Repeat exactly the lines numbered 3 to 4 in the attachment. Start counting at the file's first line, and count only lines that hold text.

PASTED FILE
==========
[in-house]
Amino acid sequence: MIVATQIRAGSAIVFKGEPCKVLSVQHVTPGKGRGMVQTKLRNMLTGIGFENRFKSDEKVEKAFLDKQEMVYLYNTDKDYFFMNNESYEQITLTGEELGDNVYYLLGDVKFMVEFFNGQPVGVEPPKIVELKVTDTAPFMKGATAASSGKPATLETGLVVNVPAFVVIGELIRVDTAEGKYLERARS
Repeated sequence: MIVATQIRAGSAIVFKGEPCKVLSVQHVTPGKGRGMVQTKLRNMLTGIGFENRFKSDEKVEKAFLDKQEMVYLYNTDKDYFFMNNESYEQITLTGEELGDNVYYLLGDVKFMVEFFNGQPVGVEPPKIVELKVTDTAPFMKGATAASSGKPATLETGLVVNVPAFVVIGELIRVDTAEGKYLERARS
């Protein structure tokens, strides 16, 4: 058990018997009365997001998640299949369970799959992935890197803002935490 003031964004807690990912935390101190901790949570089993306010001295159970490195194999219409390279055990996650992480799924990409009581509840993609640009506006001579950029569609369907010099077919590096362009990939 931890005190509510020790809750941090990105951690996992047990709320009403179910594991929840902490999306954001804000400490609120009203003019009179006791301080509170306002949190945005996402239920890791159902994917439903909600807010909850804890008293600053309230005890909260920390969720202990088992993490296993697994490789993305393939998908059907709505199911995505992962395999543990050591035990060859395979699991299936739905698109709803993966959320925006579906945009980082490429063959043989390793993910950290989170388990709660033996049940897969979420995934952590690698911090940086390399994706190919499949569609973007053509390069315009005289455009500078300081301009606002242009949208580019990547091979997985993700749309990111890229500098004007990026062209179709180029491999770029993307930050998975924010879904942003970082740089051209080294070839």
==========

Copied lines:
Repeated sequence: MIVATQIRAGSAIVFKGEPCKVLSVQHVTPGKGRGMVQTKLRNMLTGIGFENRFKSDEKVEKAFLDKQEMVYLYNTDKDYFFMNNESYEQITLTGEELGDNVYYLLGDVKFMVEFFNGQPVGVEPPKIVELKVTDTAPFMKGATAASSGKPATLETGLVVNVPAFVVIGELIRVDTAEGKYLERARS
């Protein structure tokens, strides 16, 4: 058990018997009365997001998640299949369970799959992935890197803002935490 003031964004807690990912935390101190901790949570089993306010001295159970490195194999219409390279055990996650992480799924990409009581509840993609640009506006001579950029569609369907010099077919590096362009990939 931890005190509510020790809750941090990105951690996992047990709320009403179910594991929840902490999306954001804000400490609120009203003019009179006791301080509170306002949190945005996402239920890791159902994917439903909600807010909850804890008293600053309230005890909260920390969720202990088992993490296993697994490789993305393939998908059907709505199911995505992962395999543990050591035990060859395979699991299936739905698109709803993966959320925006579906945009980082490429063959043989390793993910950290989170388990709660033996049940897969979420995934952590690698911090940086390399994706190919499949569609973007053509390069315009005289455009500078300081301009606002242009949208580019990547091979997985993700749309990111890229500098004007990026062209179709180029491999770029993307930050998975924010879904942003970082740089051209080294070839």